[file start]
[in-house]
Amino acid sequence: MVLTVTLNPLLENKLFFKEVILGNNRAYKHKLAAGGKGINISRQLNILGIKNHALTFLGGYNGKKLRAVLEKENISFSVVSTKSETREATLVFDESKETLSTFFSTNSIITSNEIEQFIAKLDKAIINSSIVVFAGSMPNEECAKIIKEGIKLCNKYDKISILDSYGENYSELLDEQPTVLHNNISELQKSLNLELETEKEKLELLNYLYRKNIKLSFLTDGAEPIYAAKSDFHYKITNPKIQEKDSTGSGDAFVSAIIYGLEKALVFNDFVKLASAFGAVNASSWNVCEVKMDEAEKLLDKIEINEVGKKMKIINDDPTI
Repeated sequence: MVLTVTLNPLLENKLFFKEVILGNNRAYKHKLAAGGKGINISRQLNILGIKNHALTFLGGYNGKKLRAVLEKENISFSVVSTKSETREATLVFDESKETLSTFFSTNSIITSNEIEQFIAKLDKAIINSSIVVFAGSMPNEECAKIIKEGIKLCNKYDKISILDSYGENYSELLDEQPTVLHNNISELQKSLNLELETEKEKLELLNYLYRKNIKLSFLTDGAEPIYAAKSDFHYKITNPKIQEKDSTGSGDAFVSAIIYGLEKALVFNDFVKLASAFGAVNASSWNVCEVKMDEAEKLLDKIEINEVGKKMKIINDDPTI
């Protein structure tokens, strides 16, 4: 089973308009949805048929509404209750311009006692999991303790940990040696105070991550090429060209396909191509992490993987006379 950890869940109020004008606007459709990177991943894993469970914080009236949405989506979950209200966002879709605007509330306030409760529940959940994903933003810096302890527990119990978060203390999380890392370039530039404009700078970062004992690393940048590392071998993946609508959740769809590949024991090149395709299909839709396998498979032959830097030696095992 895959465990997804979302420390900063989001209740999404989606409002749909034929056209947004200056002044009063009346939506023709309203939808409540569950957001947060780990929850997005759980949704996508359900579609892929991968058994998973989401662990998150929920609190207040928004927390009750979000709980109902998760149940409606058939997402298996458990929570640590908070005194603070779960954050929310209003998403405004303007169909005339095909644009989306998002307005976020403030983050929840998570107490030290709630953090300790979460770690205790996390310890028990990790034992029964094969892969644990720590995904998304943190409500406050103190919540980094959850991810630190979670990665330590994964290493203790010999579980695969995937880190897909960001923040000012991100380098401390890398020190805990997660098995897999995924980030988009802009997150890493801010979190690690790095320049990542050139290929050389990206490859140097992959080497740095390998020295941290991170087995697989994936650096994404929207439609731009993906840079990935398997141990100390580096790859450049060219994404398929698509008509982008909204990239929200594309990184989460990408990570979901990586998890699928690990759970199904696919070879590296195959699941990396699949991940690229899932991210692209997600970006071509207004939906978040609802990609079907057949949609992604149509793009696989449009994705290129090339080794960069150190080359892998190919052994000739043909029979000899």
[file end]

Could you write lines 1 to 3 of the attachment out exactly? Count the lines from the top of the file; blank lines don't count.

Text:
[in-house]
Amino acid sequence: MVLTVTLNPLLENKLFFKEVILGNNRAYKHKLAAGGKGINISRQLNILGIKNHALTFLGGYNGKKLRAVLEKENISFSVVSTKSETREATLVFDESKETLSTFFSTNSIITSNEIEQFIAKLDKAIINSSIVVFAGSMPNEECAKIIKEGIKLCNKYDKISILDSYGENYSELLDEQPTVLHNNISELQKSLNLELETEKEKLELLNYLYRKNIKLSFLTDGAEPIYAAKSDFHYKITNPKIQEKDSTGSGDAFVSAIIYGLEKALVFNDFVKLASAFGAVNASSWNVCEVKMDEAEKLLDKIEINEVGKKMKIINDDPTI
Repeated sequence: MVLTVTLNPLLENKLFFKEVILGNNRAYKHKLAAGGKGINISRQLNILGIKNHALTFLGGYNGKKLRAVLEKENISFSVVSTKSETREATLVFDESKETLSTFFSTNSIITSNEIEQFIAKLDKAIINSSIVVFAGSMPNEECAKIIKEGIKLCNKYDKISILDSYGENYSELLDEQPTVLHNNISELQKSLNLELETEKEKLELLNYLYRKNIKLSFLTDGAEPIYAAKSDFHYKITNPKIQEKDSTGSGDAFVSAIIYGLEKALVFNDFVKLASAFGAVNASSWNVCEVKMDEAEKLLDKIEINEVGKKMKIINDDPTI